What is Short Selling?
Short Selling is essentially betting a stock will decrease in value in the future, however it's a much riskier position than owning shares
July 23, 2020

With Tesla (NASDAQ: TSLA) making headlines this week after a blowout Q2 earnings report, we thought we'd break down what is short-selling, and the pitfalls attached to the practice. Especially when considering Tesla and CEO Elon Musk's 'difficult' relationship with short-sellers.

  • Just like you can bet on a stock rising, you can bet on it declining.
  • This is called short selling or shorting.
  • Technically short selling can lead to unlimited losses.

Disclaimer: We at MyWallSt in no way endorse short selling. Some people make a lot of money doing it, but really, it's something that should be left to the speculators and day traders. This blog post is purely to educate you on the practice.

Just like you can invest in a company and make a return when the value goes up, you can bet against a company and make money when its value declines. It's called short selling.

How Does Short Selling Work?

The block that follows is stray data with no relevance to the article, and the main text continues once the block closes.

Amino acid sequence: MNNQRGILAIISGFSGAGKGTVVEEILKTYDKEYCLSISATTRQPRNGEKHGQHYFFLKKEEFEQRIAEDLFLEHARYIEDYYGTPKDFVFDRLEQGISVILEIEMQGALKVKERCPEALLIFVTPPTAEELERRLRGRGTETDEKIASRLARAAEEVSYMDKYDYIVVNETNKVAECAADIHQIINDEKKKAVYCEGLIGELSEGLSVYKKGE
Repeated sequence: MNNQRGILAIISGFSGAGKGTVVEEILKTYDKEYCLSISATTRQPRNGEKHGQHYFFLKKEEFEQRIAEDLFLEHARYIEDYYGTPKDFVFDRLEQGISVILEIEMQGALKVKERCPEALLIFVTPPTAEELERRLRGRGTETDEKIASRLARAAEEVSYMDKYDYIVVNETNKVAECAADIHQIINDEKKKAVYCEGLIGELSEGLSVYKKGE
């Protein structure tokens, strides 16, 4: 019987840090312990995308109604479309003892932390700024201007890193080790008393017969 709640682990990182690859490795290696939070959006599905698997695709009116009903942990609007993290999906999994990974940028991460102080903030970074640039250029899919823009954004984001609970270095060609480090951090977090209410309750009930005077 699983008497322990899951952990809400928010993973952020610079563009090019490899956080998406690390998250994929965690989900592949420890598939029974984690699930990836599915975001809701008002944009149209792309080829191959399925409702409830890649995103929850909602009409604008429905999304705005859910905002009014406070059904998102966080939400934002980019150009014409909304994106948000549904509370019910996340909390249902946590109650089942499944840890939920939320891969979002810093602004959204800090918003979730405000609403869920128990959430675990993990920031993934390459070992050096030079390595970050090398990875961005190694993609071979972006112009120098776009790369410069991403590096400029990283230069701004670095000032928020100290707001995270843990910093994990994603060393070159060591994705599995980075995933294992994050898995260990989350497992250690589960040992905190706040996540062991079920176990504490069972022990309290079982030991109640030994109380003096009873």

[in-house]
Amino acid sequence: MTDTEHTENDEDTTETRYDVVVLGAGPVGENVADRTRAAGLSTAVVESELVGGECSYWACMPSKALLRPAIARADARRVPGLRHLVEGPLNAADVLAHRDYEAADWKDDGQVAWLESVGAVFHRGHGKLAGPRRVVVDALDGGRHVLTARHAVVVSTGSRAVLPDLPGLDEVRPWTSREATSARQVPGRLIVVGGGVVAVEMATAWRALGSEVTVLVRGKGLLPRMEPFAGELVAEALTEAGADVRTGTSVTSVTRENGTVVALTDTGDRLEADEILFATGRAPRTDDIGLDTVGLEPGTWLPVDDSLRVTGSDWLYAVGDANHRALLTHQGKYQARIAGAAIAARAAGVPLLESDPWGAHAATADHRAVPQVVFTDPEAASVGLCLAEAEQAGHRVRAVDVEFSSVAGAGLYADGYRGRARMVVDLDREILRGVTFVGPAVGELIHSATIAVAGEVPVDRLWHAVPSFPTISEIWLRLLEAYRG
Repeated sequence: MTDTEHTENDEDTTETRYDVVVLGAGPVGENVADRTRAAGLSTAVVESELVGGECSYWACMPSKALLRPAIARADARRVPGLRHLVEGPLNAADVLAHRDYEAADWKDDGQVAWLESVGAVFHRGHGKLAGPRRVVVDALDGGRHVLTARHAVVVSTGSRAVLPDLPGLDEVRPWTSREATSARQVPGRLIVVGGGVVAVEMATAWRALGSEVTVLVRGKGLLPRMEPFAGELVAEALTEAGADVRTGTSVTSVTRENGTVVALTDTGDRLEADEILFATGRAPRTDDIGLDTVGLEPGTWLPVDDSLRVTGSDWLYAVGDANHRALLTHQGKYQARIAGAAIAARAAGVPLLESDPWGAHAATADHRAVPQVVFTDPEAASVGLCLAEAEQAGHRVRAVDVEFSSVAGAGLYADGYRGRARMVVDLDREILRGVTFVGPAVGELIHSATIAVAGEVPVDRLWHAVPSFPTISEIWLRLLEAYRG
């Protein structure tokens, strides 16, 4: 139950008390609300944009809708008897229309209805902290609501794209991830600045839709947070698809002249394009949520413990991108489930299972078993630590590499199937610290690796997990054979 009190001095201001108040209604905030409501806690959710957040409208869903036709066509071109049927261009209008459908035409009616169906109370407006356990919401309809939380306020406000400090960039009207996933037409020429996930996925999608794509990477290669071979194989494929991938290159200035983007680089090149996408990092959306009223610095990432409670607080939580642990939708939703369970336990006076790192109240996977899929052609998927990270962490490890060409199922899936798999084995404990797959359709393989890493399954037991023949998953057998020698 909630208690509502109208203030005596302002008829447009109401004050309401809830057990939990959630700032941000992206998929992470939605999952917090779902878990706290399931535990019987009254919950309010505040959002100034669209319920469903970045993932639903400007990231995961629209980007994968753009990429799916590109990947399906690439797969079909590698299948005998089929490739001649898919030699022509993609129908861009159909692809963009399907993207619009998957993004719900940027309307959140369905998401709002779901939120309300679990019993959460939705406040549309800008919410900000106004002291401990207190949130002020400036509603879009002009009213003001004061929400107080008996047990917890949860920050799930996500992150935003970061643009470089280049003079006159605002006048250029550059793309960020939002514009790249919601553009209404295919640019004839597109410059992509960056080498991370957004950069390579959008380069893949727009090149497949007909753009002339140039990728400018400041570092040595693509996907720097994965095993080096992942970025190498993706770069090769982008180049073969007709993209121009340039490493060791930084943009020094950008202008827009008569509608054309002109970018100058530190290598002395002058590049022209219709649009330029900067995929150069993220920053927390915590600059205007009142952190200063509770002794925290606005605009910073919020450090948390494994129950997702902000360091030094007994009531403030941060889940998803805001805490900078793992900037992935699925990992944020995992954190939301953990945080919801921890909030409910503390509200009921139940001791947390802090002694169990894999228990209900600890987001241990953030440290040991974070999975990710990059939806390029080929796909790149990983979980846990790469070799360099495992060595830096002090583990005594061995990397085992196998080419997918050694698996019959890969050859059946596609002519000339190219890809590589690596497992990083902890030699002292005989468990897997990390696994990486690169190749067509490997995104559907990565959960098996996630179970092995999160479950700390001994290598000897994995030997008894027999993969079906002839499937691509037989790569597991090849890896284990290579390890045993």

To do this you'll need a margin account with your broker (again we highly recommend against this too), as technically you could incur unlimited losses.

For example, if you wanted to short Netflix (NASDAQ:NFLX) or Uber (NYSE:UBER), two other highly shorted stocks, in practice you would borrow a stock from your broker using credit. If the stock price drops 10%, you can then buy the stock at the lower price and make a profit on the difference. If the stock price goes up, however, you may be forced to buy it at the higher price to pay back the owner.

The Risks of Short Selling

Since the lowest a stock price can go is zero, when you buy a stock, the most you are going to lose is the money you've invested. When short selling, there is no limit to what you could lose, as the price could continue to rise indefinitely.

When you short a stock you are not entitled to any dividends or shareholders rights, as you are only borrowing the stock. To further complicate things, if demand for the stock goes up, your broker can force you to return it if the original owner wants to sell. So even if the price has gone up, but you still expect it to drop, you might have no choice in holding onto the stock and be forced to incur a loss.

If you're interested in learning more investing basics, check out our other posts:

MyWallSt operates a full disclosure policy. MyWallSt staff currently holds long positions in Netflix, Beyond Meat and Tesla. Read our full disclosure policy here.

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